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Enteral Glutamine in Critical Illness

The safety and scientific validity of this study is the responsibility of the study sponsor and investigators. Listing a study does not mean it has been evaluated by the U.S. Federal Government. Read our disclaimer for details. Identifier: NCT00318331
Recruitment Status : Terminated (Unable to meet enrollment numbers)
First Posted : April 26, 2006
Last Update Posted : March 13, 2008
Information provided by:
Christiana Care Health Services

Brief Summary:
Glutamine is an amino acid which is rapidly depleted in critical illness. It is used as energy by cells that line the gut, vital for immune system function, and works as an anti-oxidant. Glutamine supplementation has been shown to improve outcomes in ICU patients. We hypothesize that critically ill patients given extra glutamine will have less of an inflammatory response and therefore better outcomes than patients not given extra glutamine. Our study randomizes patients to tube feeding with OR without extra glutamine to see if it affects patient outcomes as well as markers of inflammation.

Condition or disease Intervention/treatment Phase
Critical Illness Sepsis Respiratory Insufficiency Drug: Glutamine Phase 2 Phase 3

Detailed Description:

Glutamine, a nonessential amino acid, is preferred fuel for rapidly proliferating cells in human body. Those cells include the enterocytes in small intestine, lymphocytes, macrophages, and fibroblasts. Glutamine also transports nitrogen between tissues and serves as a precursor to glutathione which is a potent antioxidant. A healthy human body contains abundant glutamine, either from diet or from skeletal muscle tissue that synthesizes it.

During critical illness the demand for glutamine is increased. Rapid depletion of glutamine stores in critically ill patients has been described and correlated to increased mortality. Glutamine depletion may be deleterious in critical illness because of adverse effects on the essential functions mentioned above. For example glutamine depletion may cause gut mucosal barrier function to deteriorate, leading to bacterial translocation and enhanced systemic inflammatory response with increased risk for multisystem organ failure. Clinical trials performed in a wide range of patients with serious illness, including cancer, trauma, burn, major surgery and critical illness, have demonstrated possible benefits of glutamine supplementation. Interpretation of the results of multiple studies is made difficult based on differences in glutamine dosing, route of administration, population studied, and endpoints used.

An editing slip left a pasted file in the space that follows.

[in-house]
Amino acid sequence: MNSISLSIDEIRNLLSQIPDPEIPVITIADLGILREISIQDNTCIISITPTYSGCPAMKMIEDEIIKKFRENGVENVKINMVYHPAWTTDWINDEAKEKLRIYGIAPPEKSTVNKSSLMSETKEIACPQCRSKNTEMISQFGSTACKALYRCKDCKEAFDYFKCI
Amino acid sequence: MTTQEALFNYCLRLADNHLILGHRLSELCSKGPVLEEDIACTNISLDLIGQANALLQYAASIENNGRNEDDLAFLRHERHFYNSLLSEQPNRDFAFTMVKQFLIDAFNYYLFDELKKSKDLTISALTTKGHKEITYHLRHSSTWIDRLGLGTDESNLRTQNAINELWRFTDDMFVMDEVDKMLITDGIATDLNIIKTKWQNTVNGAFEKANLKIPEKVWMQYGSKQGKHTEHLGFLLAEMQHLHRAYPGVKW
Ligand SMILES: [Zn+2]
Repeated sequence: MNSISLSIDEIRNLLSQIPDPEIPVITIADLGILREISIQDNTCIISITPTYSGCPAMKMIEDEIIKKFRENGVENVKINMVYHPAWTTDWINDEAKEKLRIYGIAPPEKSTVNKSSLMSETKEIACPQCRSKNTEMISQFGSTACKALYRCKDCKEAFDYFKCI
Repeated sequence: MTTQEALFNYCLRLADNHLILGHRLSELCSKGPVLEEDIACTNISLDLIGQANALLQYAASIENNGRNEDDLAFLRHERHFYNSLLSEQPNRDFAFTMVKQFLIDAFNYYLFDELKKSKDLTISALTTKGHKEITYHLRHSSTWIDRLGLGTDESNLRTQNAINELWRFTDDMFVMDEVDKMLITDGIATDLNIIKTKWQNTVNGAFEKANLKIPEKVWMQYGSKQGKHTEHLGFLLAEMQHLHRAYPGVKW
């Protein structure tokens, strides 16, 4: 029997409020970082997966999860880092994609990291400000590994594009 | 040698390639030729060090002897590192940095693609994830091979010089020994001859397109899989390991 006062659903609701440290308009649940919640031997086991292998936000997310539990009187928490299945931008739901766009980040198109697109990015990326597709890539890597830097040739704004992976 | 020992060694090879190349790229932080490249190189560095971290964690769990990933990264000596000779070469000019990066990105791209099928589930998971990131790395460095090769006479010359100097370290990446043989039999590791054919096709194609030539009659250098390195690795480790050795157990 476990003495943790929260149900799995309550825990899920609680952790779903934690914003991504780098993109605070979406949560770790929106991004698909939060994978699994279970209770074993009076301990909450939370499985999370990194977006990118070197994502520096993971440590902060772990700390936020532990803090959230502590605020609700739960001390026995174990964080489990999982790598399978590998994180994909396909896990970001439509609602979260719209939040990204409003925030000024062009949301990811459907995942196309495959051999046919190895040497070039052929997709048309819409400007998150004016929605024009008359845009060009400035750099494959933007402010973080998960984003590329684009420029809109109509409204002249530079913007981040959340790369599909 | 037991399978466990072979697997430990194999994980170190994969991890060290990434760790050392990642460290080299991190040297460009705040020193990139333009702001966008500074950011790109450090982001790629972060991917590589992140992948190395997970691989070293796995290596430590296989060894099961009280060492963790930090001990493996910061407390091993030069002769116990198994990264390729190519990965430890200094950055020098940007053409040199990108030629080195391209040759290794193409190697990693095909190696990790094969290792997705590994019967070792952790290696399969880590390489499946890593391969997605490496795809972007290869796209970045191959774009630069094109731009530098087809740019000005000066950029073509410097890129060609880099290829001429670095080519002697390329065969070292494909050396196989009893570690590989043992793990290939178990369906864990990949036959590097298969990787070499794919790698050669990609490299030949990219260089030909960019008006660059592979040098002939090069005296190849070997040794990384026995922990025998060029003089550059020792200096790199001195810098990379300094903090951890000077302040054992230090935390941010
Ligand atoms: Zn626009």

Blood volume analysis has been shown to be a good measure of capillary leak. The DAXOR blood volume analyzer kit was recently approved by the FDA for blood volume analyses and also has the capacity of measuring capillary permeability by looking at the slope of albumin transudation. It is a simpler way to measure capillary permeability than other methods described.

Reviewing the previous study results, glutamine supplementation in parental form and with higher dose in various patient populations has shown evidence of being beneficial. Studies of enteral glutamine therapy have also showed benefits, but results are less consistent possibly because of the heterogeneous study methodology described above. Moreover, most of the studies are carried out in burn patients and surgical patients; there were few studies in critical ill medical patients. Finally no study has specifically looked at the mechanism via which glutamine has conferred protection.

Comparison: Critically ill patients given enteral tube feeds compared to critically ill patients given enteral tube feeds with supplemental glutamine.